together, where heavy poor draining soil will require both drips and drip-lines to be spaced further apart.

                                              Drip-Line Spacing Guide - Turf
Soil Type                           Sand                     Loam                           Clay

Drip spacing                        0.3m                        0.4m                        0.5m

Drip-line spacing                0.3m - 0.4m                0.4m – 0.5m                0.5m – 0.6m

                                              Drip-Line Spacing Guide - Garden
Soil Type                           Sand                     Loam                           Clay

Drip spacing                        0.3m                        0.4m                        0.5m

Drip-line spacing                0.3m - 1.0m*               0.4m – 1.0m*               0.5m – 1.0m*
* Drip-line spacing for garden areas can vary in distance due to the plant type and plant spacing. Smaller plants with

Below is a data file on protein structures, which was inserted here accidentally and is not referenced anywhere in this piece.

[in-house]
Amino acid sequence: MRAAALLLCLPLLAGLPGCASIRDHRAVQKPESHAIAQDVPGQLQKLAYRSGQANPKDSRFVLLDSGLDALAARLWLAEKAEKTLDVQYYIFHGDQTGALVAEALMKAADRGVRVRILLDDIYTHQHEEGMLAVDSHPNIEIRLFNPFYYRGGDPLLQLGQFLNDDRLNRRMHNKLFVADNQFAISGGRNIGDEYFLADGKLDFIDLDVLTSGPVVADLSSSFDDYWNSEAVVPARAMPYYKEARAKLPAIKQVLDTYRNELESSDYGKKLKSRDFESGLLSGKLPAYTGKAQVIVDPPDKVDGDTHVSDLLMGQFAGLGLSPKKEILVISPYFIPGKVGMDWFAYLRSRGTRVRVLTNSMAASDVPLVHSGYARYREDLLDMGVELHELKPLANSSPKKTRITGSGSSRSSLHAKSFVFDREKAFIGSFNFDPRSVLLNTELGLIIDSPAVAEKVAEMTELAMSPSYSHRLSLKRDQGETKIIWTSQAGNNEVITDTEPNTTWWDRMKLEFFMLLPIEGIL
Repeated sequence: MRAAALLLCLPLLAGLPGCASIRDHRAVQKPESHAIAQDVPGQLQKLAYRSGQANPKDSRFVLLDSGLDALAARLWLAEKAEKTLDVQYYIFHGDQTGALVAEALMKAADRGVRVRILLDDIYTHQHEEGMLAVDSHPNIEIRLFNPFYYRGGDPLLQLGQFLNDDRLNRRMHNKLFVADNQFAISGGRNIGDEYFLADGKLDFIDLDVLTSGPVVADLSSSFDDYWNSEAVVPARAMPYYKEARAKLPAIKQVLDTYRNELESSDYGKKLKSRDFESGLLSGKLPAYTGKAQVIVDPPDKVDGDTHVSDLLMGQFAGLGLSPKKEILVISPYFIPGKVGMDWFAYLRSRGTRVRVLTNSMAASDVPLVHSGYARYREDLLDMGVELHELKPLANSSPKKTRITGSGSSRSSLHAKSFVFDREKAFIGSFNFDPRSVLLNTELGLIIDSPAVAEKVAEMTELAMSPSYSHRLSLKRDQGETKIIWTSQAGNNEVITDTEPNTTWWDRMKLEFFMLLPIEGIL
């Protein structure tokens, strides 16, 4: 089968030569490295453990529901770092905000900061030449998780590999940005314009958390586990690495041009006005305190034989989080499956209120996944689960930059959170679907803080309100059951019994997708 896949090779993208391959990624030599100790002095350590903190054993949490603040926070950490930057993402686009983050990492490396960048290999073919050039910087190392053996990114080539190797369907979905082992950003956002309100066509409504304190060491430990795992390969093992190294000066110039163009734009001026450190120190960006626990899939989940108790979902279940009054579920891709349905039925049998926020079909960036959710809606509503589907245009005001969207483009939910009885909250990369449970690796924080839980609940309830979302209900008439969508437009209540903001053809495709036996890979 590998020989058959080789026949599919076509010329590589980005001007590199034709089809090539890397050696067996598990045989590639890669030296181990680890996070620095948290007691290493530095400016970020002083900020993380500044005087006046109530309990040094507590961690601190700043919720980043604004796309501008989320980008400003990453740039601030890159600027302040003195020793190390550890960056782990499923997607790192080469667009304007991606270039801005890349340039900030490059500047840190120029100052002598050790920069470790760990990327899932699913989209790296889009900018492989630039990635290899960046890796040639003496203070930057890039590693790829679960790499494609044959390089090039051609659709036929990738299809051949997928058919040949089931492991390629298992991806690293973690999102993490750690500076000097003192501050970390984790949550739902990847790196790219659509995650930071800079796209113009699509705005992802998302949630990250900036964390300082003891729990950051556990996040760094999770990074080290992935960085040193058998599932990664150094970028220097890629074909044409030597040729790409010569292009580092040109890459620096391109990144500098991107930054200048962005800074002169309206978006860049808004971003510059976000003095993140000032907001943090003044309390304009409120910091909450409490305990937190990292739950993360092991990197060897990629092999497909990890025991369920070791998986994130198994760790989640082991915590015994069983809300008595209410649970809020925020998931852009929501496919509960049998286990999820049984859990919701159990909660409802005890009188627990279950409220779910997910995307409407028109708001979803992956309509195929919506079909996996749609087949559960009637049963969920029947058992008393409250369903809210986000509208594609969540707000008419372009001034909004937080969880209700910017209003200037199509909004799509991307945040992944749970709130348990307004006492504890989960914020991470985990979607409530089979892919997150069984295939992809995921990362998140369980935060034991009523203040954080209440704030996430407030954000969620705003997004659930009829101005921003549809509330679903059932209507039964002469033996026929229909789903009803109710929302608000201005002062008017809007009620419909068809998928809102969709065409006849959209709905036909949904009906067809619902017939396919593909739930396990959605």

small root zones will require closer drip-line spacing than larger plants with an expansive root zone.

    Lay drip-lines out over the prepared site. Place the drip-lines approx. 100mm in from the edge of the
    irrigated area. Maintain even spacing over the entire site and ensure that maximum recommended run
    lengths are not exceeded. Peg down drip-line to ensure that the pipe doesn’t move when application of
    mulch or topsoil commences. For sub-surface installations your drip-line should be at least 100mm –
    125mm below the lawn surface. For garden beds lay drip-line out over the soil surface and then spread
    mulch over the top. Drip-lines are run through from one end of the irrigated area to the other end and
    connected to a “collection or return manifold”. On sloping ground the drip-line is run across the slope.
    This will ensure even water distribution along the entire length of the drip-line.

•   Air/vacuum release valves are to be fitted to the system at the highest point of both feed and collection
    manifolds. Air/vacuum release valves are fitted to prevent suck back from occurring. Suck back can
    cause both the collapse of drip-line and the potential blockage of drip openings through dirt being drawn